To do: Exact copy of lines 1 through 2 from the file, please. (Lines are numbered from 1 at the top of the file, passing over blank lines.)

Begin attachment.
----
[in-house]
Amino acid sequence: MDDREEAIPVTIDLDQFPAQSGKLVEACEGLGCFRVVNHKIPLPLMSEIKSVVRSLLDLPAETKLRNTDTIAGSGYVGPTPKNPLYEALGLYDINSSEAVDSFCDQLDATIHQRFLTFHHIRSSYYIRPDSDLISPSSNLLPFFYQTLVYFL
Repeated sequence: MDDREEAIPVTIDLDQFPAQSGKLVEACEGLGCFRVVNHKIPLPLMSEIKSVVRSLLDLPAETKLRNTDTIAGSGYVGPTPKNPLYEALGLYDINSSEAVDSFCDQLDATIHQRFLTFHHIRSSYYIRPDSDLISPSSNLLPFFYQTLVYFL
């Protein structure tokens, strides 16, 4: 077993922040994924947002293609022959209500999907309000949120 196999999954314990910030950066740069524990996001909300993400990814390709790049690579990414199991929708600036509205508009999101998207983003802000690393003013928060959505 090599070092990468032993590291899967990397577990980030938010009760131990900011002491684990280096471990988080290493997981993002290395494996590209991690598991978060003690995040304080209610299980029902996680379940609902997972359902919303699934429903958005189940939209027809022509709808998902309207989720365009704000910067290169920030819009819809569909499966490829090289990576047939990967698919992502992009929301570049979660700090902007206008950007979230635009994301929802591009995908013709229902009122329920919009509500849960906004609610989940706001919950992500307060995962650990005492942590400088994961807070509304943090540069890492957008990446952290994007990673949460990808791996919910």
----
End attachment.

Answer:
[in-house]
Amino acid sequence: MDDREEAIPVTIDLDQFPAQSGKLVEACEGLGCFRVVNHKIPLPLMSEIKSVVRSLLDLPAETKLRNTDTIAGSGYVGPTPKNPLYEALGLYDINSSEAVDSFCDQLDATIHQRFLTFHHIRSSYYIRPDSDLISPSSNLLPFFYQTLVYFL